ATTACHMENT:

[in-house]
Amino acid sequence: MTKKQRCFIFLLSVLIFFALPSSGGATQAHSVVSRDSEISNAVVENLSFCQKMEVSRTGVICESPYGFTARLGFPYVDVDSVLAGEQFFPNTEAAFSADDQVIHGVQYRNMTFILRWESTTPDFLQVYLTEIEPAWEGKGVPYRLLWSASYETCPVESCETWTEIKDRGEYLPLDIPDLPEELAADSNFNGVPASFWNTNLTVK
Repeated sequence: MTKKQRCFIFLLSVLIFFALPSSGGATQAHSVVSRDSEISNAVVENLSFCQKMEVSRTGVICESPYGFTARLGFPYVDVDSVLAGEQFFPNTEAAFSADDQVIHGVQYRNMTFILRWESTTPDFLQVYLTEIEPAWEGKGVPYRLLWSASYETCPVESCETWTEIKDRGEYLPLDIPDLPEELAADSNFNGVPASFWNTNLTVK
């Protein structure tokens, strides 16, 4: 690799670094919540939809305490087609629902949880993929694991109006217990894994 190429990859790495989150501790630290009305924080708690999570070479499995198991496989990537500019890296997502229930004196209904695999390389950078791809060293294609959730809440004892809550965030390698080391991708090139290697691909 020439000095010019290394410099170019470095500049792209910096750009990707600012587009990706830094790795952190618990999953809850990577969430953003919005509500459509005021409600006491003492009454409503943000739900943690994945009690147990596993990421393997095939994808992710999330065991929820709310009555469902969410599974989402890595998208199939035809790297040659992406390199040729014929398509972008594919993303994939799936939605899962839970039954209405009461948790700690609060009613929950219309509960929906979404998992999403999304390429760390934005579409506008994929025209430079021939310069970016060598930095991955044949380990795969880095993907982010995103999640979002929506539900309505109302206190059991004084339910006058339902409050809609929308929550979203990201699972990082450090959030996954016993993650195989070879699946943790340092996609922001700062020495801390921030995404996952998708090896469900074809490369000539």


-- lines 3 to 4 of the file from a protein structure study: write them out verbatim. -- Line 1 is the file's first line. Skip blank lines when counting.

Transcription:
Repeated sequence: MTKKQRCFIFLLSVLIFFALPSSGGATQAHSVVSRDSEISNAVVENLSFCQKMEVSRTGVICESPYGFTARLGFPYVDVDSVLAGEQFFPNTEAAFSADDQVIHGVQYRNMTFILRWESTTPDFLQVYLTEIEPAWEGKGVPYRLLWSASYETCPVESCETWTEIKDRGEYLPLDIPDLPEELAADSNFNGVPASFWNTNLTVK
């Protein structure tokens, strides 16, 4: 690799670094919540939809305490087609629902949880993929694991109006217990894994 190429990859790495989150501790630290009305924080708690999570070479499995198991496989990537500019890296997502229930004196209904695999390389950078791809060293294609959730809440004892809550965030390698080391991708090139290697691909 020439000095010019290394410099170019470095500049792209910096750009990707600012587009990706830094790795952190618990999953809850990577969430953003919005509500459509005021409600006491003492009454409503943000739900943690994945009690147990596993990421393997095939994808992710999330065991929820709310009555469902969410599974989402890595998208199939035809790297040659992406390199040729014929398509972008594919993303994939799936939605899962839970039954209405009461948790700690609060009613929950219309509960929906979404998992999403999304390429760390934005579409506008994929025209430079021939310069970016060598930095991955044949380990795969880095993907982010995103999640979002929506539900309505109302206190059991004084339910006058339902409050809609929308929550979203990201699972990082450090959030996954016993993650195989070879699946943790340092996609922001700062020495801390921030995404996952998708090896469900074809490369000539």